1. People might assume that Philosophy is just opinions, it’s actually not. It’s about knowing specific principles, concepts, key terms, and ideas that are in the classic texts of philosophy. Citing the reading is important, and you should aim to cite the readings in all your work, including Discussions, Quizzes (Exams), and Papers (Dropbox). Think of it as a class in the history of ideas, and your responsibility is to show you know where ideas come from in the text.

2. Read text with a pencil, underline the important ideas and key concepts. Write down technical ideas, key terms, key distinctions between two terms, definitions, diagrams, etc. to help you remember them.

3. Write questions or reactions you have to the text in the margin of the book. Ask about these questions in class, and keep them in mind, since they may provide good points to make about that author in papers you will write for class.

4. Read ahead to see the ultimate objectives of the chapter and of the individual readings. Keep in mind the overall picture of the chapters given in the introductory sections to each chapter in the book.

5. Work with the new terminology frequently, and try to apply it to situations outside of class. I would recommend flash cards to help you memorize the meanings of new terms quickly.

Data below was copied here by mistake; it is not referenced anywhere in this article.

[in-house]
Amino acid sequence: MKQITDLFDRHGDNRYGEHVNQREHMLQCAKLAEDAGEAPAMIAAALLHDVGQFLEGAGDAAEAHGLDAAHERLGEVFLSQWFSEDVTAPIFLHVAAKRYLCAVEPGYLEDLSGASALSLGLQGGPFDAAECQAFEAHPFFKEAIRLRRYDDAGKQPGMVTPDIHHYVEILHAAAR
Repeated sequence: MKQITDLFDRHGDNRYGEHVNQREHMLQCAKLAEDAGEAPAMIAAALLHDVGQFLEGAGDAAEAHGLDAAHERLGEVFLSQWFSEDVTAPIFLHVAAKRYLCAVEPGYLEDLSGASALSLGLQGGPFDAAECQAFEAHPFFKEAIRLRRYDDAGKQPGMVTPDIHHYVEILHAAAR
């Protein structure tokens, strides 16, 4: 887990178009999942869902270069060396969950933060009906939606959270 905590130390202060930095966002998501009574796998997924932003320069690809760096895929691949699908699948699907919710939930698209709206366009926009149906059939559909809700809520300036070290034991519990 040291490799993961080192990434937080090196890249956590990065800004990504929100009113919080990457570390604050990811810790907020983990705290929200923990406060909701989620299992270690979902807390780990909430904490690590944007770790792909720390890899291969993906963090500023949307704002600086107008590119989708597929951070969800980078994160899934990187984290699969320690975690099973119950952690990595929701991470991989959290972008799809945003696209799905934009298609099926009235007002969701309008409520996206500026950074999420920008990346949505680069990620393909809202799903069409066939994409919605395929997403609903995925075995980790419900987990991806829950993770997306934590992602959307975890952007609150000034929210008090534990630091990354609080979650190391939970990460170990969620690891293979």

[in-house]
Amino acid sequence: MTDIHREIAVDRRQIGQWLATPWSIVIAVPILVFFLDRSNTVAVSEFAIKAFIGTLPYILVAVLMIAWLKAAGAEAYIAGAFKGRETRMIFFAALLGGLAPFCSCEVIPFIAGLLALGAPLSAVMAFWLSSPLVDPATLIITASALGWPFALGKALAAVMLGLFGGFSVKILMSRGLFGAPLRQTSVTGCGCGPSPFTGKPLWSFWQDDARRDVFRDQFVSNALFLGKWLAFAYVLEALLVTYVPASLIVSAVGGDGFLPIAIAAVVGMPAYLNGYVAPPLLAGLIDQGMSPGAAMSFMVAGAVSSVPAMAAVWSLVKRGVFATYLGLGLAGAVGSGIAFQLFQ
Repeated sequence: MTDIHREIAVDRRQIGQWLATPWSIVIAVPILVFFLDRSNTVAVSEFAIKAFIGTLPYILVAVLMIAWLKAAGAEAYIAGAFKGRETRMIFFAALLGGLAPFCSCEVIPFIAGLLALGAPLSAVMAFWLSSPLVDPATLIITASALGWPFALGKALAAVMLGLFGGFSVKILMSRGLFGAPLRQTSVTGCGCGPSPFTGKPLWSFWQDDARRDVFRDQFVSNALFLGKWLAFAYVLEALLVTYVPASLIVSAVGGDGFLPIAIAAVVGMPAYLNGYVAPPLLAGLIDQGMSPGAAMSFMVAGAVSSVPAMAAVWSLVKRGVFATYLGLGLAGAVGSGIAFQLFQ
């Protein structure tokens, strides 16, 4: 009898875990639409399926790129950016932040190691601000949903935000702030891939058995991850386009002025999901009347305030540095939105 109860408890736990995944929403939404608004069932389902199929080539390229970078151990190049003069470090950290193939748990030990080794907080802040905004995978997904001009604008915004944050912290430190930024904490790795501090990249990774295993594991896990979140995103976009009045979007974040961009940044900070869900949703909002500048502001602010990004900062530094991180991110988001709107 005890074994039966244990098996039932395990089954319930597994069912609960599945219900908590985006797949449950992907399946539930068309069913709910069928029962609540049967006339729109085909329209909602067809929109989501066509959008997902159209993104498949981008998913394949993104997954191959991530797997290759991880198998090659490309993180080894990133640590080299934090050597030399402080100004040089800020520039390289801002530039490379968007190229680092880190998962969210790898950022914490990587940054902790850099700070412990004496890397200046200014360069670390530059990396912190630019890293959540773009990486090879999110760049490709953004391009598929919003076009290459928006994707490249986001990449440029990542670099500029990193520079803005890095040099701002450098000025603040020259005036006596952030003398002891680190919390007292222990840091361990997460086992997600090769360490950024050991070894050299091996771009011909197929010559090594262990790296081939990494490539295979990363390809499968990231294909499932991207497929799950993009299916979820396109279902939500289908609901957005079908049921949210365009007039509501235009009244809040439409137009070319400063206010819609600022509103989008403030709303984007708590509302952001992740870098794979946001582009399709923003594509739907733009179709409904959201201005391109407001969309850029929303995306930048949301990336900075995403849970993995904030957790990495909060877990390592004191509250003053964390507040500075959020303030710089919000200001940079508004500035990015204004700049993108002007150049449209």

6. For longer readings, be sure to review the reading as a whole after you have read it section-by-section. What was the main question the author wanted to address? What were the answers? What concepts were used to make the points?

7. When confronted with a difficult reading or question, break it down into parts, and into individual ideas. This will at least help to clarify the question, even if it might not give the answer. And for philosophy, clarifying the question is really half the battle!

8. Ponder an unsolved problem and return to it every so often to see if it will give. Inspiration may happen at an unexpected time, and the subconscious mind does work on problems even when we aren't consciously aware of it.

9. Begin work on all the class tasks early, and spread out your work over time so as to maximize your chances for comprehending the readings accurately, memorizing the information, and grappling with the questions for papers.

10. If you do need to meet with an instructor outside of class, be sure to have your questions for the instructor planned out ahead of time, to make the meeting as productive as possible.

11. Always think about the philosophical issues for yourself, rather than waiting to be told what to think or believe.

12. Study for all exams on a daily basis, for at least a week before the exam date. You will need to know who said what, from memory.

13. Try to anticipate the questions that will be asked on an examination beforehand. Questions may come from the readings or from lectures and class discussions, but in either case, certain terms and concepts will be emphasized more than others.

14. Listen carefully to different points of view, and actively respond (when you read, when you are in class, and when you write your philosophy papers)!

15. Philosophy involves skills, like learning to appreciate a good debate, learning to imagine the world differently than we assume it to be, and appreciating the world with a sense of wonder.

Section Instructor: Christine James

Outside of the course E-mail :